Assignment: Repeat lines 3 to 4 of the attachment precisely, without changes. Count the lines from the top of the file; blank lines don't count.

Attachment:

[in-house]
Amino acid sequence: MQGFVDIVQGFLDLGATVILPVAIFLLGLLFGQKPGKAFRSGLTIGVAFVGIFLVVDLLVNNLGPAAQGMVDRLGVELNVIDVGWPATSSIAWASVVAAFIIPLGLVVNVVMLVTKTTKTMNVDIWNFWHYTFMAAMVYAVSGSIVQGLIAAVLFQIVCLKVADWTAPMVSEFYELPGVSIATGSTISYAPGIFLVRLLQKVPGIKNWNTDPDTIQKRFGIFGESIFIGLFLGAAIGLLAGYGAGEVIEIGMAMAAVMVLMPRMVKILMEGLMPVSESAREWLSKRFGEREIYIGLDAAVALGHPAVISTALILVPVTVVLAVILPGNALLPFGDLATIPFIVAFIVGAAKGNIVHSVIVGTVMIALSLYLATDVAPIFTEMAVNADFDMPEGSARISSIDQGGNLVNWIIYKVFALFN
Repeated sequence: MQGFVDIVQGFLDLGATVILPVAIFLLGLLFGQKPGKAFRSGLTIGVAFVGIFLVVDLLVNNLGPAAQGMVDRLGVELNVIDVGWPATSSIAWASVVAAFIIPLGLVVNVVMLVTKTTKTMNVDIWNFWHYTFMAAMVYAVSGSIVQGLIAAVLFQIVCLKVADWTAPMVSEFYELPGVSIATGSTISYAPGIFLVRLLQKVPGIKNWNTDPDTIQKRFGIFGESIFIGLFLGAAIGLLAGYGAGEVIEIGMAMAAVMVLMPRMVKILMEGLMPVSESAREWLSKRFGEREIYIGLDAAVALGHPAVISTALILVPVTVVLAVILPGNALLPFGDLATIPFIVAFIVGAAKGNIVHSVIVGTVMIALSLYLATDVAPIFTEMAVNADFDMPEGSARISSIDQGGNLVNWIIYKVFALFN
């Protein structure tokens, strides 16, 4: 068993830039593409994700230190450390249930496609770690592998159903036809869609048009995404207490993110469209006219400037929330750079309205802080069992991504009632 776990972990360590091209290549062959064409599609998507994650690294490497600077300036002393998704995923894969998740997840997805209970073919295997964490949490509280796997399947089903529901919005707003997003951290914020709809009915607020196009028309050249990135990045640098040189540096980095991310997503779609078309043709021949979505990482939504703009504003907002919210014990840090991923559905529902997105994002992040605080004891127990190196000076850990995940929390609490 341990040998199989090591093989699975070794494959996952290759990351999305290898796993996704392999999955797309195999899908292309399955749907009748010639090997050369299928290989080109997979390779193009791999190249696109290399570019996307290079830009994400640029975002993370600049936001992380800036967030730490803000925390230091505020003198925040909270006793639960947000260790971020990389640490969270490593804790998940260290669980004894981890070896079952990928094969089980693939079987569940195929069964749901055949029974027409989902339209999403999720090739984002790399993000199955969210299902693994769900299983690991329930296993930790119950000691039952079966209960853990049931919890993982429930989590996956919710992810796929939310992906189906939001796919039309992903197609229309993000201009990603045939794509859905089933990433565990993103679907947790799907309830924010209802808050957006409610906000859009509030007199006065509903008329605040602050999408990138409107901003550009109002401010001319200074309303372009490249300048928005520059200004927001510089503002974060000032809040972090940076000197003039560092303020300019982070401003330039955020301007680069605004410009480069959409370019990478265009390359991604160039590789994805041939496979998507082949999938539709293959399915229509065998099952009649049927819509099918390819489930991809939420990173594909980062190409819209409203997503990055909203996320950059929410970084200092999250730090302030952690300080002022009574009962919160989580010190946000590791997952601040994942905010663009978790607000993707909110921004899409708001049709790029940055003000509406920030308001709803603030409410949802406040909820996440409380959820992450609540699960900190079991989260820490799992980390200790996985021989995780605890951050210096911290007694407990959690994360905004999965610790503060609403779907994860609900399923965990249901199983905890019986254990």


Repeated sequence: MQGFVDIVQGFLDLGATVILPVAIFLLGLLFGQKPGKAFRSGLTIGVAFVGIFLVVDLLVNNLGPAAQGMVDRLGVELNVIDVGWPATSSIAWASVVAAFIIPLGLVVNVVMLVTKTTKTMNVDIWNFWHYTFMAAMVYAVSGSIVQGLIAAVLFQIVCLKVADWTAPMVSEFYELPGVSIATGSTISYAPGIFLVRLLQKVPGIKNWNTDPDTIQKRFGIFGESIFIGLFLGAAIGLLAGYGAGEVIEIGMAMAAVMVLMPRMVKILMEGLMPVSESAREWLSKRFGEREIYIGLDAAVALGHPAVISTALILVPVTVVLAVILPGNALLPFGDLATIPFIVAFIVGAAKGNIVHSVIVGTVMIALSLYLATDVAPIFTEMAVNADFDMPEGSARISSIDQGGNLVNWIIYKVFALFN
């Protein structure tokens, strides 16, 4: 068993830039593409994700230190450390249930496609770690592998159903036809869609048009995404207490993110469209006219400037929330750079309205802080069992991504009632 776990972990360590091209290549062959064409599609998507994650690294490497600077300036002393998704995923894969998740997840997805209970073919295997964490949490509280796997399947089903529901919005707003997003951290914020709809009915607020196009028309050249990135990045640098040189540096980095991310997503779609078309043709021949979505990482939504703009504003907002919210014990840090991923559905529902997105994002992040605080004891127990190196000076850990995940929390609490 341990040998199989090591093989699975070794494959996952290759990351999305290898796993996704392999999955797309195999899908292309399955749907009748010639090997050369299928290989080109997979390779193009791999190249696109290399570019996307290079830009994400640029975002993370600049936001992380800036967030730490803000925390230091505020003198925040909270006793639960947000260790971020990389640490969270490593804790998940260290669980004894981890070896079952990928094969089980693939079987569940195929069964749901055949029974027409989902339209999403999720090739984002790399993000199955969210299902693994769900299983690991329930296993930790119950000691039952079966209960853990049931919890993982429930989590996956919710992810796929939310992906189906939001796919039309992903197609229309993000201009990603045939794509859905089933990433565990993103679907947790799907309830924010209802808050957006409610906000859009509030007199006065509903008329605040602050999408990138409107901003550009109002401010001319200074309303372009490249300048928005520059200004927001510089503002974060000032809040972090940076000197003039560092303020300019982070401003330039955020301007680069605004410009480069959409370019990478265009390359991604160039590789994805041939496979998507082949999938539709293959399915229509065998099952009649049927819509099918390819489930991809939420990173594909980062190409819209409203997503990055909203996320950059929410970084200092999250730090302030952690300080002022009574009962919160989580010190946000590791997952601040994942905010663009978790607000993707909110921004899409708001049709790029940055003000509406920030308001709803603030409410949802406040909820996440409380959820992450609540699960900190079991989260820490799992980390200790996985021989995780605890951050210096911290007694407990959690994360905004999965610790503060609403779907994860609900399923965990249901199983905890019986254990």